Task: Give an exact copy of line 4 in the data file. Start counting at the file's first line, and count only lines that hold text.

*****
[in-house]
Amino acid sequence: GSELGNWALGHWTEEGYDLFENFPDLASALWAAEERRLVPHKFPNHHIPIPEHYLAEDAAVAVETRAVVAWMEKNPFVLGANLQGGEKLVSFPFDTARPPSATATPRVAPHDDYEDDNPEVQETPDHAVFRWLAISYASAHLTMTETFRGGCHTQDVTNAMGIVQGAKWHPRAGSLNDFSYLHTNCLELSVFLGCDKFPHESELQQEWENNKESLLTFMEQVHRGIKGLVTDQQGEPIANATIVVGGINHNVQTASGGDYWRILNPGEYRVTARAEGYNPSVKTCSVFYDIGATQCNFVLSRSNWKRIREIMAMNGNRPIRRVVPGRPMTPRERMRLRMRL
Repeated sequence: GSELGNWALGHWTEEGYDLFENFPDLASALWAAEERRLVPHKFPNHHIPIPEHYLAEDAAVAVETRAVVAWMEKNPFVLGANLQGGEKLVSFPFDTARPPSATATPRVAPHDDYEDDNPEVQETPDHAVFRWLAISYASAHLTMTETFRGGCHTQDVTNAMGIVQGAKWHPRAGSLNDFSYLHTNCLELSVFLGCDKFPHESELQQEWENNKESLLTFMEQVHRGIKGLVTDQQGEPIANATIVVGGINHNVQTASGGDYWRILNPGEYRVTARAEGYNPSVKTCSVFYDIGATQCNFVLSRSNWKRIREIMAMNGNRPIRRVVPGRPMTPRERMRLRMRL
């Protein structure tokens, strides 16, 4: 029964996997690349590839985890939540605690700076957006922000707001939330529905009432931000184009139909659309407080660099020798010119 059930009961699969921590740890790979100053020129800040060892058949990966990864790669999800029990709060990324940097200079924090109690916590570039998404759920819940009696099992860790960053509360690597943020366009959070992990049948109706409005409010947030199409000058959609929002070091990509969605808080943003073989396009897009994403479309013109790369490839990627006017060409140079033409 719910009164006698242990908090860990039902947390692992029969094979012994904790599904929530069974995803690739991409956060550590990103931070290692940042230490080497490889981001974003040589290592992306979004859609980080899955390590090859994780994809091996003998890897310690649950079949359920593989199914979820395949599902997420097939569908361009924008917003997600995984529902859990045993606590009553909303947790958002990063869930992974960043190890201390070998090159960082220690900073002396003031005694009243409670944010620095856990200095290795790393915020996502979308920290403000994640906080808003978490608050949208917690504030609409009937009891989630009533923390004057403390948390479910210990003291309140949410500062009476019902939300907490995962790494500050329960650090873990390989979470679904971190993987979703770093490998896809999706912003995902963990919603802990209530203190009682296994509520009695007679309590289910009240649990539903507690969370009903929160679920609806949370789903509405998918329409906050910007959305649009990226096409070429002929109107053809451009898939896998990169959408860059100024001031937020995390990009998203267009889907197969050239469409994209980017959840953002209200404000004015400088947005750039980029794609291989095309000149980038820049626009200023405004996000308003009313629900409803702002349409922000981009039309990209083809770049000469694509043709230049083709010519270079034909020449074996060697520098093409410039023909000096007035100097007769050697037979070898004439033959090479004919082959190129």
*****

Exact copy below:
């Protein structure tokens, strides 16, 4: 029964996997690349590839985890939540605690700076957006922000707001939330529905009432931000184009139909659309407080660099020798010119 059930009961699969921590740890790979100053020129800040060892058949990966990864790669999800029990709060990324940097200079924090109690916590570039998404759920819940009696099992860790960053509360690597943020366009959070992990049948109706409005409010947030199409000058959609929002070091990509969605808080943003073989396009897009994403479309013109790369490839990627006017060409140079033409 719910009164006698242990908090860990039902947390692992029969094979012994904790599904929530069974995803690739991409956060550590990103931070290692940042230490080497490889981001974003040589290592992306979004859609980080899955390590090859994780994809091996003998890897310690649950079949359920593989199914979820395949599902997420097939569908361009924008917003997600995984529902859990045993606590009553909303947790958002990063869930992974960043190890201390070998090159960082220690900073002396003031005694009243409670944010620095856990200095290795790393915020996502979308920290403000994640906080808003978490608050949208917690504030609409009937009891989630009533923390004057403390948390479910210990003291309140949410500062009476019902939300907490995962790494500050329960650090873990390989979470679904971190993987979703770093490998896809999706912003995902963990919603802990209530203190009682296994509520009695007679309590289910009240649990539903507690969370009903929160679920609806949370789903509405998918329409906050910007959305649009990226096409070429002929109107053809451009898939896998990169959408860059100024001031937020995390990009998203267009889907197969050239469409994209980017959840953002209200404000004015400088947005750039980029794609291989095309000149980038820049626009200023405004996000308003009313629900409803702002349409922000981009039309990209083809770049000469694509043709230049083709010519270079034909020449074996060697520098093409410039023909000096007035100097007769050697037979070898004439033959090479004919082959190129």